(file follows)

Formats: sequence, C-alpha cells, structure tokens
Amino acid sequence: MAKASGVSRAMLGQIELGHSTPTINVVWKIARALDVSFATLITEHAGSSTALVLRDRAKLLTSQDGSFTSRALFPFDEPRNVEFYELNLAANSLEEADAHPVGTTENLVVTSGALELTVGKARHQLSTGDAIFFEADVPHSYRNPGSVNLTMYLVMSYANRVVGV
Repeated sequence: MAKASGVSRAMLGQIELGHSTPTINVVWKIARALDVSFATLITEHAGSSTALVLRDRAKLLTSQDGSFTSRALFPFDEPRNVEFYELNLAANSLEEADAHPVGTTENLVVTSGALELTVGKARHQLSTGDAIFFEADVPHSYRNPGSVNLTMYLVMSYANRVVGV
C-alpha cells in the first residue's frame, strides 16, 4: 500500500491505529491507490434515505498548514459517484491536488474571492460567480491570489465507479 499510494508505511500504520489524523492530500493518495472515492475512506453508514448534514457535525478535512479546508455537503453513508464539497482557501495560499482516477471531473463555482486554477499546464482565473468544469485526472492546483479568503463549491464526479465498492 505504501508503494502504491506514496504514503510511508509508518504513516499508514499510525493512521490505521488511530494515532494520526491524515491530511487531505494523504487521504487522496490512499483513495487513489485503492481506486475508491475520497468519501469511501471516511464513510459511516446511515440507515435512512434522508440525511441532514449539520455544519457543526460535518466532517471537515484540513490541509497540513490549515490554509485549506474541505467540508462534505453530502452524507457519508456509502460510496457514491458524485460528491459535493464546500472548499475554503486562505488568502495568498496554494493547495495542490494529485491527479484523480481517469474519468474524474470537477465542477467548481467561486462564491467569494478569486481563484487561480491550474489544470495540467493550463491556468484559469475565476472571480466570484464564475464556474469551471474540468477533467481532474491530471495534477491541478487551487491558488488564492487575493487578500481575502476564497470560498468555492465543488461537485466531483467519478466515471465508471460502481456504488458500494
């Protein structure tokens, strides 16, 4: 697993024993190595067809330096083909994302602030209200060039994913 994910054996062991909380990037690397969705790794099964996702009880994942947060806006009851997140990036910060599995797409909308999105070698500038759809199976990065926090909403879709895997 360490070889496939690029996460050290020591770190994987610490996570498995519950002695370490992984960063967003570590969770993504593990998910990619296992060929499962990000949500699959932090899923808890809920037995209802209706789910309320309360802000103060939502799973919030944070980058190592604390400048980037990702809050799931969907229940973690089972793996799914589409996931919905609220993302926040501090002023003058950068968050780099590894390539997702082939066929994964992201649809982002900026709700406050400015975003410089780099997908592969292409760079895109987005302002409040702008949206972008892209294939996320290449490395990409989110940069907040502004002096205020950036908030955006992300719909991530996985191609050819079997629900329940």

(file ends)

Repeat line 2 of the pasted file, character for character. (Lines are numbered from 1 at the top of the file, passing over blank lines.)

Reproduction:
Amino acid sequence: MAKASGVSRAMLGQIELGHSTPTINVVWKIARALDVSFATLITEHAGSSTALVLRDRAKLLTSQDGSFTSRALFPFDEPRNVEFYELNLAANSLEEADAHPVGTTENLVVTSGALELTVGKARHQLSTGDAIFFEADVPHSYRNPGSVNLTMYLVMSYANRVVGV